Thursday, November 11, 2010

Thanksgiving books for storytime

Thanksgiving is a wonderful (mostly) non-commercial holiday that we can all enjoy regardless of our ethnic and religious backgrounds. Following are some of my Thanksgiving favorites for sharing:

Anderson, Laurie Halse. 2002. Thank You, Sarah: The Woman Who Saved Thanksgiving. New York: Simon and Schuster.

The fascinating true story of the woman who convinced the President Lincoln (the 5th president she petitioned!) to make Thanksgiving a national holiday - a quest on which she spent 38 years!  Written in a witty and engaging style, this one's a pleasure to share with older kids. This story never gets old.

Arnosky, Jim. 2009. I'm a Turkey. New York: Scholastic. (click for review)

A singing look at the natural world of turkeys.  Not a Thanksgiving book, but timely (and fun!), nonetheless.
Mayr, Diane. 2007. Run, Turkey, Run!
A cumulative tale (reminiscent of We're Going on a Bear Hunt) of a turkey on the run.  For the faint of heart, you can even end the book at the point where the family sits down to enjoy a Thanksgiving dinner of grilled cheese while the turkey rejoices (and skip the final page when the turkey is spotted again when the family goes out to find a Christmas tree!).  Either way, it's a winner.

Anderson, Derek. 2005. Over the River: A Turkey's Tale. New York: Simon and Schuster. (Based on the song by Lydia Maria Child)
If you want to keep old songs alive, you've got to sing them - and children are the best audience.  They love to sing, they love you to sing with them, and they don't mind if you don't do it well! (I love kids for that)  Break out your singing voice and give "Over the River and Through the Woods" a go while you page through the delightful illustrations of this Thanksgiving classic.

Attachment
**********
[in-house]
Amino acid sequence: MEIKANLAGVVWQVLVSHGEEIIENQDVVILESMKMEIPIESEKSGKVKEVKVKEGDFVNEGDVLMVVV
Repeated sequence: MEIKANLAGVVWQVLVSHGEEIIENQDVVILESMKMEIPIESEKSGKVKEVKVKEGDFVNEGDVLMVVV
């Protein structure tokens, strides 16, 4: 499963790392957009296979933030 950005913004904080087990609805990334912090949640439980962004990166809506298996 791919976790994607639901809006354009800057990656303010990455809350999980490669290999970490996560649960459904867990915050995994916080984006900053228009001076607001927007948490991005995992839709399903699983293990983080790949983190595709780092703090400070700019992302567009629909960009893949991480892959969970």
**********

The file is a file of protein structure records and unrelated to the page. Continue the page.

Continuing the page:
Markes, Julie. 2004. Thanks for Thanksgiving. New York: Harper Collins.

This book's simple rhymes (one line per page)   
Thanks for Thanksgiving, for turkey and pie.
Thank you for fall and gold leaves floating by.
and warm illustrations make it perfect for sharing with your youngest listeners. (the "you" in thank you is left undefined and readers may draw from it what they wish)

Ruddell, Deborah. 2009. A whiff of pine, a hint of skunk: A forest of poems. (Ill. by Joan Rankin). New York: Margaret K. McElderry Books.

And if you're planning to have children create the classic hand print turkey this year, it simply begs for a reading of "A Wild Turkey Comments on his Portrait," from A Whiff of Pine, a Hint of Skunk: A Forest of Poems, if not for the kids, then read it for yourself!
I find it most insulting
that you traced around your hand
and colored all my feathers
either plain old brown or tan.

Where's the copper? Where's the gold
that a turkey should expect?
Where on earth is raw sienna,
and where is the respect?

Finally, I'm baffled
that you've made me look so dumb.
My head is quite distinguished
and it's nothing like your thumb.
The rest of the collection is great as well! Don't miss this one.

Finally, If you're thinking of choosing a book that tells the "traditional" "Thanksgiving story," check out the resources at Oyate first.  Oyate, a Native organization that works to promote honest depictions of Native history and stories, offers Recommended Books about Thanksgiving  and a guide, How to Tell the Difference. I'm thankful that they have decided to discontinue their page on "Books to Avoid."  A list of suggested books is more helpful and affirming than a list of offensive ones.  In the future, I hope that more culturally-correct, Thanksgiving inspired titles are written for preschoolers. In the meantime, I'll be sharing the ones above.

And that's Thanksgiving in a pie shell.  Enjoy!
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